ABRAXAS (1970)

The second commercial release from Santana, it features the same personnel as the first album, and rocks just as hard. My personal favorite tunes are And I hope you're feeling better and Incident at Neshabur, although Black Magic Woman and Oye Como Vay were solid commercial hits and quite good as well.

SANTANA III (LEGACY EDITION RE-RELEASE 2005 Original Release Date 1971)

This is the last album with the original Woodstock lineup. It's a primal album, a great album, and the Legacy re-release has two discs instead of the original's one. Some extra live and previously unreleased tunes and tracks are on this re-release, and I actually like the extra disc better than the original.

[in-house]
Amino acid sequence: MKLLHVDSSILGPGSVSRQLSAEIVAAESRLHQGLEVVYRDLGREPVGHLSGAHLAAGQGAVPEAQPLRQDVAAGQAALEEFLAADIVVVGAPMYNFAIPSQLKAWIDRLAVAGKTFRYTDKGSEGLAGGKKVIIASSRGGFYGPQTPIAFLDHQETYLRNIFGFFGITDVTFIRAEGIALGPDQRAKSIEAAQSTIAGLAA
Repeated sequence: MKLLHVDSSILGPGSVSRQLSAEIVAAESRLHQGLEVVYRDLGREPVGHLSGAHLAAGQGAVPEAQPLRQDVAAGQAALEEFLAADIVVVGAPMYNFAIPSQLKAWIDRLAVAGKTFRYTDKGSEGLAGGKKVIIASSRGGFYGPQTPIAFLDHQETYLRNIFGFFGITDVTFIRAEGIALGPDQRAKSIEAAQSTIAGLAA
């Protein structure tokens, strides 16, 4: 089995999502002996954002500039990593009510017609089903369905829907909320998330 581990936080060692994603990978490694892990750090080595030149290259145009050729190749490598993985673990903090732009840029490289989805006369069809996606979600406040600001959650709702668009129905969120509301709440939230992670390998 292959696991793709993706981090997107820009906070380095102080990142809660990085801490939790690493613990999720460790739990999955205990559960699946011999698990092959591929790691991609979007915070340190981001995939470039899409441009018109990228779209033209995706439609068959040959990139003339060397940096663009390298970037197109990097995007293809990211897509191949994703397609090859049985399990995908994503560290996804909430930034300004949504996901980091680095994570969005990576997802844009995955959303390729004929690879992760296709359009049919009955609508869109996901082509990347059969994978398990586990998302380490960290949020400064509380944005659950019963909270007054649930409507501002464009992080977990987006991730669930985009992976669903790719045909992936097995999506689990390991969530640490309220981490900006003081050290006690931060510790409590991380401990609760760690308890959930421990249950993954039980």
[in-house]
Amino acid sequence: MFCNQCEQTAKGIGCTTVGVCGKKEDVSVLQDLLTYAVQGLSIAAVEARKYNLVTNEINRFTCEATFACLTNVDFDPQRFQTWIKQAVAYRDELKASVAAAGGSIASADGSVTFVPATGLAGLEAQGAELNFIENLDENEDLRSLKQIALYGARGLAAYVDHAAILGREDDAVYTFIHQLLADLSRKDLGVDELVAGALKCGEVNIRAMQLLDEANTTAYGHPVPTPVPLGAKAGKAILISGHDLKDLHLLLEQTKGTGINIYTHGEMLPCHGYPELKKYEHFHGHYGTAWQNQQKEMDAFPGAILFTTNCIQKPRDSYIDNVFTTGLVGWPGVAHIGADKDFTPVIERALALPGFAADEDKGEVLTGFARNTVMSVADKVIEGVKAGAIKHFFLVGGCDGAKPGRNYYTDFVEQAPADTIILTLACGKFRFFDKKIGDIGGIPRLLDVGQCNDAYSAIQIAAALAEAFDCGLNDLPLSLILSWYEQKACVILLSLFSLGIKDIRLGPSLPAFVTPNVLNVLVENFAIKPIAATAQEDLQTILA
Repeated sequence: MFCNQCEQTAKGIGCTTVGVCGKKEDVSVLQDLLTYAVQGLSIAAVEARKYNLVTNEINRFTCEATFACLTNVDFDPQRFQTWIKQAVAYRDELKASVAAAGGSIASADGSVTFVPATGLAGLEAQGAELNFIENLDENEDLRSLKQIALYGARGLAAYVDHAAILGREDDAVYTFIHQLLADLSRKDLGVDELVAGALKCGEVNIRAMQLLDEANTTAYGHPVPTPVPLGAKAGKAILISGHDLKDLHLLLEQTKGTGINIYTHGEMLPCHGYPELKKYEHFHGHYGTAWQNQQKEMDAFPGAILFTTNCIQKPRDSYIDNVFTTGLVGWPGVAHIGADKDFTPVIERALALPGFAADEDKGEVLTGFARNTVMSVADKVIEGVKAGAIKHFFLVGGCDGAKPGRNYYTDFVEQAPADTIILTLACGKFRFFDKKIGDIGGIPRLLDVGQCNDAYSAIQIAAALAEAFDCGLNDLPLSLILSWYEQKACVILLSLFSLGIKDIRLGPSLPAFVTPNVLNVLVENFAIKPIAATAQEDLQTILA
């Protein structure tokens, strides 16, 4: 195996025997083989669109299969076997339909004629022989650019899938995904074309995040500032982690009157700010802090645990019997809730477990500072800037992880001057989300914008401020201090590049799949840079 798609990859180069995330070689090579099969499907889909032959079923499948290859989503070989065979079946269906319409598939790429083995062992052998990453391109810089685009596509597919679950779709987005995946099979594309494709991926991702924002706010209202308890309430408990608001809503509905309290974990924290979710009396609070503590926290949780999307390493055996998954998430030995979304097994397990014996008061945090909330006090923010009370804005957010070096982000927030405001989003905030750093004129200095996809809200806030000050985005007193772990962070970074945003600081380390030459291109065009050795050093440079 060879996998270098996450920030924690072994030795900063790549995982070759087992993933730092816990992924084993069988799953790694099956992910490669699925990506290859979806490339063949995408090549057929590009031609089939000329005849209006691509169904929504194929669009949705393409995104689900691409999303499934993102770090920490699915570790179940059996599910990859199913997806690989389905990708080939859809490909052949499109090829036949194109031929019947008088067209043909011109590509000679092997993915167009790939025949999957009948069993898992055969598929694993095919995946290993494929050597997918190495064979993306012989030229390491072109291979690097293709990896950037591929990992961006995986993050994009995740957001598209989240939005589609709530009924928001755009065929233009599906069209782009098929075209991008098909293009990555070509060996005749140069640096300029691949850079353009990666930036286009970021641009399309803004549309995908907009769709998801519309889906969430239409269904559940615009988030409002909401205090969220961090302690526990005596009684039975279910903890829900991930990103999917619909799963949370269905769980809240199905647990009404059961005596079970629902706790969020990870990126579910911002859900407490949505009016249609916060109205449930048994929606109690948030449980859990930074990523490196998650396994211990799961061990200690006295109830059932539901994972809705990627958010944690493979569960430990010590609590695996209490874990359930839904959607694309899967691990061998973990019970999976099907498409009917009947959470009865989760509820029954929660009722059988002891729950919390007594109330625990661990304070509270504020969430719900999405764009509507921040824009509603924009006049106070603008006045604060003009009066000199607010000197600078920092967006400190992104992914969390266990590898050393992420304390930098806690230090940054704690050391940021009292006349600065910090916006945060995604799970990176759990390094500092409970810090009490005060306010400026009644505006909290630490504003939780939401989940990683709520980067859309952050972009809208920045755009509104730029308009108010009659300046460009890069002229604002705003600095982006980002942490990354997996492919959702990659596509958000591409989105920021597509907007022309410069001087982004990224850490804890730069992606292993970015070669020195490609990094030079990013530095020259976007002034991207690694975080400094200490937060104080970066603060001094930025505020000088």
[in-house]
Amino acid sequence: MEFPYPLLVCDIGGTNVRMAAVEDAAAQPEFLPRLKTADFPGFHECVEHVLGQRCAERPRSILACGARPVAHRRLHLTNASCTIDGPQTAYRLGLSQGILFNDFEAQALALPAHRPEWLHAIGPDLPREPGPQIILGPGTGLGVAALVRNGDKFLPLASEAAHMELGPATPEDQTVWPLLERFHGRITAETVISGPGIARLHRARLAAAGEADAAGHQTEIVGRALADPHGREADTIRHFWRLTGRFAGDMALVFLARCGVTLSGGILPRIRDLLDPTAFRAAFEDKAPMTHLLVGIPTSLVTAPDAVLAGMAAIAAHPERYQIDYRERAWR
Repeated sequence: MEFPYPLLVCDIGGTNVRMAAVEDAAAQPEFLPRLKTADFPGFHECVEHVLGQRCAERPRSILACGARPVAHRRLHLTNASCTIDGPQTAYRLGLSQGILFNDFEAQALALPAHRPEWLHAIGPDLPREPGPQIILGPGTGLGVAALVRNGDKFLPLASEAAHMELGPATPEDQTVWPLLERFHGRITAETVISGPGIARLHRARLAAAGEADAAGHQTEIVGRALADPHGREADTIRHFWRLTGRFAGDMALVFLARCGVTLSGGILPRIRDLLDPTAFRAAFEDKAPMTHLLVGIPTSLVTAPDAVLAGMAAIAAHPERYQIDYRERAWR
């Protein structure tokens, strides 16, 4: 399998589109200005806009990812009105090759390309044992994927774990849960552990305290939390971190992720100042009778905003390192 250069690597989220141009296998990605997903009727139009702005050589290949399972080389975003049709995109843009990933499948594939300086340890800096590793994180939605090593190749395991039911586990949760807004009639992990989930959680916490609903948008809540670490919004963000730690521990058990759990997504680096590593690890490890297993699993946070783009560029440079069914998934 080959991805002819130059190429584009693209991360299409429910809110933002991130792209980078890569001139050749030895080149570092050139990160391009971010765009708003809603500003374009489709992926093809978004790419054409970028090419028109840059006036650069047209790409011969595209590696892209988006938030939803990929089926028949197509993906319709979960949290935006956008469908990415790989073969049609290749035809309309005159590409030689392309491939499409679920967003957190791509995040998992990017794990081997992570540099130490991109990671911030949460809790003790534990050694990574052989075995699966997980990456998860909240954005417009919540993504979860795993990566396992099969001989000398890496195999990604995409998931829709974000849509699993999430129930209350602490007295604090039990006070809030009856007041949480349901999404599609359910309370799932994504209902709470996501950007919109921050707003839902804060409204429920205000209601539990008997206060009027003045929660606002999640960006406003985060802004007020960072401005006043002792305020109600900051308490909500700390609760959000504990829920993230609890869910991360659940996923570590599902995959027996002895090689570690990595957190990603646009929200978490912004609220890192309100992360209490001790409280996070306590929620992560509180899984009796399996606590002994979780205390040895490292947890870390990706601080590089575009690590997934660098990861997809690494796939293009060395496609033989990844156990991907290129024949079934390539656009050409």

Again, the band has played together for several years at this point. After this album, some of the members are soon to all go in vastly different directions and for a time, a bunch of other excellent musicians do some albums with Santana, until Santana begins a project with John McLaughlin. But's thats another post and an excellent album as well.

I've taken many a roadtrip over the past years where I listened to the first three commercial releases of Santana in sequence, but start that trilogy off with the double cd San Mateo sessions. Heading to West or deep East Texas from Houston, it's easy to do.

It's quite a musical experience, and if you've ever got long road trip to make with a good friend who likes Santana or just by yourself, there's a certain freedom that comes with listening to what I call the Trilogy of the original band. For shorter roadtrips, I listen to the first two commercial recordings.